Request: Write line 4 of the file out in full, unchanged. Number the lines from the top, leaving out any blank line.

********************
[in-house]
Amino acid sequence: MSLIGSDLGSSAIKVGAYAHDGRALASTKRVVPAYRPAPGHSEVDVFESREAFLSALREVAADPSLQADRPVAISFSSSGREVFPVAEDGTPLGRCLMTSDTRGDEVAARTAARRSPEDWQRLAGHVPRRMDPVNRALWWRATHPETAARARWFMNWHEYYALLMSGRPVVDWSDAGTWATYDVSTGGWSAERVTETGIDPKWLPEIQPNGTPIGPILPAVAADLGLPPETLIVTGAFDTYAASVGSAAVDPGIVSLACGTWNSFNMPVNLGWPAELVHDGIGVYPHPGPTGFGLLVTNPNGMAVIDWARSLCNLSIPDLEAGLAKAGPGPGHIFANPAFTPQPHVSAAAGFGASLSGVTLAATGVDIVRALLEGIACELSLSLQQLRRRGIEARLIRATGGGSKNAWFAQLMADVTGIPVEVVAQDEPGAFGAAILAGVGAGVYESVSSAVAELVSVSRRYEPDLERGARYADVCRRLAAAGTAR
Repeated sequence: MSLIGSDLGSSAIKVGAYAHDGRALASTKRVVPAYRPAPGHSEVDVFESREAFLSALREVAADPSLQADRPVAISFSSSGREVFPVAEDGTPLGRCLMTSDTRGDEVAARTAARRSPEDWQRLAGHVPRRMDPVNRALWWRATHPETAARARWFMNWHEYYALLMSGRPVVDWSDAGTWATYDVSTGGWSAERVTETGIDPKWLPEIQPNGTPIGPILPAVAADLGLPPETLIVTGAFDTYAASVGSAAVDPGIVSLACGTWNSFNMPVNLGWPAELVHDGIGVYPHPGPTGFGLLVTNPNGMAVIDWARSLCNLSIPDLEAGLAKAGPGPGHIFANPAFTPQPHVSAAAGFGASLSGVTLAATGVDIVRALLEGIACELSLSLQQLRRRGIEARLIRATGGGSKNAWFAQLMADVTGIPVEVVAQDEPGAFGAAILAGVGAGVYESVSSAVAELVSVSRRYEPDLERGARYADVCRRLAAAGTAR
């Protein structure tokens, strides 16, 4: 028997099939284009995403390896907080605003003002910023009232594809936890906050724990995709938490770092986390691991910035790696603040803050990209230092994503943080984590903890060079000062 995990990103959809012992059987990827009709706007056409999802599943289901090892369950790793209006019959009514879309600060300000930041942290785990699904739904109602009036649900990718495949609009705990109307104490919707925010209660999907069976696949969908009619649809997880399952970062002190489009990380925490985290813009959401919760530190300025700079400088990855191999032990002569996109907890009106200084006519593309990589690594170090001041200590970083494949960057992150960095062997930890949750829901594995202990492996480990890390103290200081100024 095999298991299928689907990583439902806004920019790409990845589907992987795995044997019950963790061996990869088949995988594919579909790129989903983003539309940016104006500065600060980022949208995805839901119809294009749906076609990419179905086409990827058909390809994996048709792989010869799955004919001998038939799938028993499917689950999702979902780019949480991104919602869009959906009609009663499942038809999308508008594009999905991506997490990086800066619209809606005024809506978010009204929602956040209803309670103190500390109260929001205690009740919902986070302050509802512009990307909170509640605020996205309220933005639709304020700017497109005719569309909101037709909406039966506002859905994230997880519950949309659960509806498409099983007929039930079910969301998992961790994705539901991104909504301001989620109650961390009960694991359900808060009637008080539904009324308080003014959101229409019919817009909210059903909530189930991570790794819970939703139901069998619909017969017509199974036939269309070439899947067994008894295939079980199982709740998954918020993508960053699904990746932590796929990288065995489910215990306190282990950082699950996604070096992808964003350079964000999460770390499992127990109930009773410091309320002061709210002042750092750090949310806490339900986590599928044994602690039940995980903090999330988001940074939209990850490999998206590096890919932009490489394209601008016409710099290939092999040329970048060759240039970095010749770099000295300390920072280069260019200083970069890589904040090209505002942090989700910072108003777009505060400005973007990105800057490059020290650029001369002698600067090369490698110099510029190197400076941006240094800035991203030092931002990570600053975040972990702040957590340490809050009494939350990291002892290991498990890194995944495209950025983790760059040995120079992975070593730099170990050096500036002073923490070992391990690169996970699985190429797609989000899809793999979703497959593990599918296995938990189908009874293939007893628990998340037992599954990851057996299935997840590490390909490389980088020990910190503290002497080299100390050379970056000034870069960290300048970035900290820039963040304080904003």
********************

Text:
């Protein structure tokens, strides 16, 4: 028997099939284009995403390896907080605003003002910023009232594809936890906050724990995709938490770092986390691991910035790696603040803050990209230092994503943080984590903890060079000062 995990990103959809012992059987990827009709706007056409999802599943289901090892369950790793209006019959009514879309600060300000930041942290785990699904739904109602009036649900990718495949609009705990109307104490919707925010209660999907069976696949969908009619649809997880399952970062002190489009990380925490985290813009959401919760530190300025700079400088990855191999032990002569996109907890009106200084006519593309990589690594170090001041200590970083494949960057992150960095062997930890949750829901594995202990492996480990890390103290200081100024 095999298991299928689907990583439902806004920019790409990845589907992987795995044997019950963790061996990869088949995988594919579909790129989903983003539309940016104006500065600060980022949208995805839901119809294009749906076609990419179905086409990827058909390809994996048709792989010869799955004919001998038939799938028993499917689950999702979902780019949480991104919602869009959906009609009663499942038809999308508008594009999905991506997490990086800066619209809606005024809506978010009204929602956040209803309670103190500390109260929001205690009740919902986070302050509802512009990307909170509640605020996205309220933005639709304020700017497109005719569309909101037709909406039966506002859905994230997880519950949309659960509806498409099983007929039930079910969301998992961790994705539901991104909504301001989620109650961390009960694991359900808060009637008080539904009324308080003014959101229409019919817009909210059903909530189930991570790794819970939703139901069998619909017969017509199974036939269309070439899947067994008894295939079980199982709740998954918020993508960053699904990746932590796929990288065995489910215990306190282990950082699950996604070096992808964003350079964000999460770390499992127990109930009773410091309320002061709210002042750092750090949310806490339900986590599928044994602690039940995980903090999330988001940074939209990850490999998206590096890919932009490489394209601008016409710099290939092999040329970048060759240039970095010749770099000295300390920072280069260019200083970069890589904040090209505002942090989700910072108003777009505060400005973007990105800057490059020290650029001369002698600067090369490698110099510029190197400076941006240094800035991203030092931002990570600053975040972990702040957590340490809050009494939350990291002892290991498990890194995944495209950025983790760059040995120079992975070593730099170990050096500036002073923490070992391990690169996970699985190429797609989000899809793999979703497959593990599918296995938990189908009874293939007893628990998340037992599954990851057996299935997840590490390909490389980088020990910190503290002497080299100390050379970056000034870069960290300048970035900290820039963040304080904003």